The first step is structuring your portfolio for both short-term and long-term needs. The idea is to meet your cash flow requirements for the first five to 10 years of retirement without the need to sell investments at possibly beaten down prices. There are many different ways to do this. You can get reliable cash flow through some combination of interest from fixed-income investments, reliable (and hopefully growing) dividends from stocks, annuity payouts, pension income and a ladder of bonds or GICs that mature each year. If you’re able to meet your spending needs with this cash flow, it gives you a longer time horizon with your remaining investments, because you know you won’t have to sell any during a bear market.
The next thing to do is to select conservative investments that can be expected to hold up better in a market downturn. With fixed income, go with investment-grade bonds (such as those issued by governments or companies with strong balance sheets) or GICs backed by government deposit insurance. Avoid bonds that are exceptionally long-term, because of their sensitivity to rising interest rates. The sweet spot these days is probably corporate investment-grade bonds with terms of three to seven years, or GICs, both of which offer higher yields than government bonds without significantly more risk.
With stocks, invest mainly in blue-chip, dividend-paying companies with low debt that generate reliable and growing cash flows and have a competitive advantage. Of course valuations matter, so you can pay too much for good quality companies. These days I suggest concentrating on companies that pay moderate but growing dividends, rather than companies (such as many utilities) that have higher yields but offer little potential for growth.
It’s not enough to simply build a solid portfolio: it’s even more important to follow a consistent long-term investment process. While that might sound like a motherhood statement, most people can’t help but focus on the short term: they look at recent performance (one to three years) and expect it to continue indefinitely. As a result, they are prone to purchase stocks that have soared during the current bull market, but may not have performed well during earlier bear markets. They are often tempted to buy hot investments and then sell them when they grow cold.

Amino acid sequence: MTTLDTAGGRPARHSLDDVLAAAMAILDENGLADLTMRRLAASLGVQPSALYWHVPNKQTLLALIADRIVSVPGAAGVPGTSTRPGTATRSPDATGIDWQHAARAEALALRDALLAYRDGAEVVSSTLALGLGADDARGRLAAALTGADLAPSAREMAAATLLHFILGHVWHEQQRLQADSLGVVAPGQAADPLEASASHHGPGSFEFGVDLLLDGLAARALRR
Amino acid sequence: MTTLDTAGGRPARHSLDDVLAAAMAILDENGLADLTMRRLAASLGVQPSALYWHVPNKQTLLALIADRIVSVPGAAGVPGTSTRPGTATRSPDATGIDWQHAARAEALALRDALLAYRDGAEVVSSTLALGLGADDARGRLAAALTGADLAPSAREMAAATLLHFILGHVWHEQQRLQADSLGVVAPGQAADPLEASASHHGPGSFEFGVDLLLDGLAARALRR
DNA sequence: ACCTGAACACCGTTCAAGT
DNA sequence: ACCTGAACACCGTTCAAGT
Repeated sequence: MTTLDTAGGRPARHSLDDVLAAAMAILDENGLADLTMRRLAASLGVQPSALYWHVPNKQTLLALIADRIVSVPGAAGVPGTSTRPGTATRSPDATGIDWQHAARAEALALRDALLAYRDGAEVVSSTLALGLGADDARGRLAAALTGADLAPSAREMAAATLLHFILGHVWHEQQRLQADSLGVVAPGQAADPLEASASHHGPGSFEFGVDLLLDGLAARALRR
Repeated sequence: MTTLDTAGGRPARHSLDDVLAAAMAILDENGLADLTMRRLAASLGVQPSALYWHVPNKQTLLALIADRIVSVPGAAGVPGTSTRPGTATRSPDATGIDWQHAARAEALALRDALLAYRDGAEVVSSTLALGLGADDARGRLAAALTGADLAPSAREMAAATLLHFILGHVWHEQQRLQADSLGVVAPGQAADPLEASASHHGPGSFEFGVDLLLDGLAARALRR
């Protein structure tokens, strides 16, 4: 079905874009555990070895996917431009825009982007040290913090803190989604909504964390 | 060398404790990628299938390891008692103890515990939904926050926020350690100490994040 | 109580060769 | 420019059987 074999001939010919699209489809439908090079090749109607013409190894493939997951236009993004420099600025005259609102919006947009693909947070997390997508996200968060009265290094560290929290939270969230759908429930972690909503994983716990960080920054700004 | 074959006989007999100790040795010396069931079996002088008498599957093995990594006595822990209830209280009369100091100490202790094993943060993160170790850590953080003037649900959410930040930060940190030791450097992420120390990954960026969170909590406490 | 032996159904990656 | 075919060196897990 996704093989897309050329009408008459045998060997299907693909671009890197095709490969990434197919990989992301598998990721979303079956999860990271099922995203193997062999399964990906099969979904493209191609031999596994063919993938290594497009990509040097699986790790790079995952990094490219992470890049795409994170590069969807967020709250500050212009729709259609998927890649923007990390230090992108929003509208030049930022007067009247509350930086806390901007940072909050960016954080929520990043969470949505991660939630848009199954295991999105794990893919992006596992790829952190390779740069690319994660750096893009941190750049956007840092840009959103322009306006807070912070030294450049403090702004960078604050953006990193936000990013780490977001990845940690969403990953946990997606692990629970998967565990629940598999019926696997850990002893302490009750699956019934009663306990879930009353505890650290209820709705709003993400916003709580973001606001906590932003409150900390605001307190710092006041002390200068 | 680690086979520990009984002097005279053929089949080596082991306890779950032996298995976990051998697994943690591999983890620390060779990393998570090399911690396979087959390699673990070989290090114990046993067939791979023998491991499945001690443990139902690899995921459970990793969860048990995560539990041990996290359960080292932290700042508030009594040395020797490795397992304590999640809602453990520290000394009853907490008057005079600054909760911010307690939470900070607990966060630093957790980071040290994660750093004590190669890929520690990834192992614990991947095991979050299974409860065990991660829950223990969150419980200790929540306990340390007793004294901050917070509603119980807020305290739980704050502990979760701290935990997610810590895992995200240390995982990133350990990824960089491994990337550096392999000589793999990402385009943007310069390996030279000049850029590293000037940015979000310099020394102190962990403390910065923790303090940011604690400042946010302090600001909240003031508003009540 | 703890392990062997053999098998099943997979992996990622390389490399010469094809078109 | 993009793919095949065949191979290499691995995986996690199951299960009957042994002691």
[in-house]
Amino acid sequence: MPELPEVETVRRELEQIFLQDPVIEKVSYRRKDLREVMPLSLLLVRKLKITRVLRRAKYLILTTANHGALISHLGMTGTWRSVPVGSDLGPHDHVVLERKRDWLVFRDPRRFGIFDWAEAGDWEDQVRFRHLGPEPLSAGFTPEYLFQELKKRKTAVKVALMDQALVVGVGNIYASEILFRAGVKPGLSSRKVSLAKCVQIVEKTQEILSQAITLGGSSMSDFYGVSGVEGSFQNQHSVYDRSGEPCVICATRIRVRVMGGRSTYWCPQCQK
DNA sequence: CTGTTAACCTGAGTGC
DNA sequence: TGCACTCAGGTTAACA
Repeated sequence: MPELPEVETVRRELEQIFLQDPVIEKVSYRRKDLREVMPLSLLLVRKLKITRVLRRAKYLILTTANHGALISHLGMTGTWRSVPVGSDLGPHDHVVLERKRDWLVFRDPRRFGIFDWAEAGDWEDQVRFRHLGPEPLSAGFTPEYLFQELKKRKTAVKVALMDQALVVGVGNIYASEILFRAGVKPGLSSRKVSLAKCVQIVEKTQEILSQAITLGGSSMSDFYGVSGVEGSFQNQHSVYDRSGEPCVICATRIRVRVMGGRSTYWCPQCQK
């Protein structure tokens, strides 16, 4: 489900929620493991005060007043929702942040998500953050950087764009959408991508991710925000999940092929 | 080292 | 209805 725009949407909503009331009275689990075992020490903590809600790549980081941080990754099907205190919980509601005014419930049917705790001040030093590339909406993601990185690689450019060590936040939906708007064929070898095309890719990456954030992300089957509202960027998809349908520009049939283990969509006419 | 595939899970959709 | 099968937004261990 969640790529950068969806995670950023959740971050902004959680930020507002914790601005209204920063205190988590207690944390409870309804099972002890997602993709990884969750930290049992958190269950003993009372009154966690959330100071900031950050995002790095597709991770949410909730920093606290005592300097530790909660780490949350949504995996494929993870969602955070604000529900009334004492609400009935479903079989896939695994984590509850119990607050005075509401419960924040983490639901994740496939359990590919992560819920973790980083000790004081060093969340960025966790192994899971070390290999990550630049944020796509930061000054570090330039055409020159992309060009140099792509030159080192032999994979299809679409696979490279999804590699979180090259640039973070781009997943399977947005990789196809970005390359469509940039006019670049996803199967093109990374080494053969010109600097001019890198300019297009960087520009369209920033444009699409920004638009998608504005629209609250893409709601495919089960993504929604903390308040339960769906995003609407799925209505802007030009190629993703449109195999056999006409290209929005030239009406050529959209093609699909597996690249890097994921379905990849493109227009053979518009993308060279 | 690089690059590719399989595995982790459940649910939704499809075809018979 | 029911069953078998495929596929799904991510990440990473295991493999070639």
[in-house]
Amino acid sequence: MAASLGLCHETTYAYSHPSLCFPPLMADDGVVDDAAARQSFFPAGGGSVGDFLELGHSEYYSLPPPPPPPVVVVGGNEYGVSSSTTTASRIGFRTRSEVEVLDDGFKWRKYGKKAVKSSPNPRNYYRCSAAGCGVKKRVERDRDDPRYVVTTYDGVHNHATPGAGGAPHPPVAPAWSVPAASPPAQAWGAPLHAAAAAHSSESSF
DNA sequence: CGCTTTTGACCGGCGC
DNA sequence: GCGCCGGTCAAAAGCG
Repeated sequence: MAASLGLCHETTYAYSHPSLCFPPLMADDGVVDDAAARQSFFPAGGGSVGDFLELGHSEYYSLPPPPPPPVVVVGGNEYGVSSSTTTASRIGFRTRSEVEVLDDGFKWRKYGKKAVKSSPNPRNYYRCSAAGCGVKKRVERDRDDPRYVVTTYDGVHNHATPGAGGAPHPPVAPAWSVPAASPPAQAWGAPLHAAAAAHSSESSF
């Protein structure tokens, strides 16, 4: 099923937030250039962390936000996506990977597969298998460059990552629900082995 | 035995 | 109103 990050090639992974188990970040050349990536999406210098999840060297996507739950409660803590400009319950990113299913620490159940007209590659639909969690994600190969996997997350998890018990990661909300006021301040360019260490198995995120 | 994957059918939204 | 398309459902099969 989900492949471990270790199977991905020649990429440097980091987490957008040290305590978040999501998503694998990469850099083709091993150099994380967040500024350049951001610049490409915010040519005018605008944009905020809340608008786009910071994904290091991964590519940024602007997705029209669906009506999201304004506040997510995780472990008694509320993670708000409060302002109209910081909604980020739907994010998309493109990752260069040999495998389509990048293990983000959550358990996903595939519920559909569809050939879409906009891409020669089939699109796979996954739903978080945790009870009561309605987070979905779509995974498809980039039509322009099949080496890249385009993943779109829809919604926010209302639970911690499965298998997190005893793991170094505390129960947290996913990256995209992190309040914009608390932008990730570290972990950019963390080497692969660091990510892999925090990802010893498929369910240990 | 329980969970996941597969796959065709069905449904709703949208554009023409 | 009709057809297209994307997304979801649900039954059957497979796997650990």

A modest dose of contrarianism—buying when everyone else is selling, or vice versa—can help sophisticated investors, but most people are better off simply following a buy-and-hold approach. Consider a study by Ilia Dichev of Emory University of 19 major stock markets around the world from 1973 to 2004. It found that a buy-and-hold approach outperformed actual investor returns by an average of 1.5% a year. (These were estimated by weighting index returns according to amounts investors moved in and out of their portfolios, thus adjusting for their behaviour.) During volatile periods, the benefit can be much greater. For the NASDAQ market between 1973 and 2002, buy-and-hold outperformance averaged 5.3% a year, due in large part to investors jumping late on the tech bandwagon and then catching the brunt of the dot-com collapse.
The core of a tortoise-like process is to establish an appropriate asset allocation (the mix of stocks and bonds in your portfolio) and rebalance when actual allocations depart substantially from these targets. At this stage of life, it’s usually appropriate to invest 40% to 60% of your portfolio in stocks, with the remainder in investment-grade bonds, GICs and cash. Unfortunately, bonds provide dismal yields these days. As a result, I believe it makes sense to increase your equity exposure a little compared to what you might have done when bonds were more attractive, and to balance that by choosing conservative stocks that carry less risk than the overall market. Converting some of your fixed-income investments into annuities can also help.
When you follow a tortoise-like approach, you’ll have to accept that sometimes the hare is going to take the lead. You will probably find that your returns lag the market during the good times, and you have to be patient. Just ask Matt Moody, co-manager of the Mackenzie Ivy Foreign Equity Fund, a classic tortoise investment.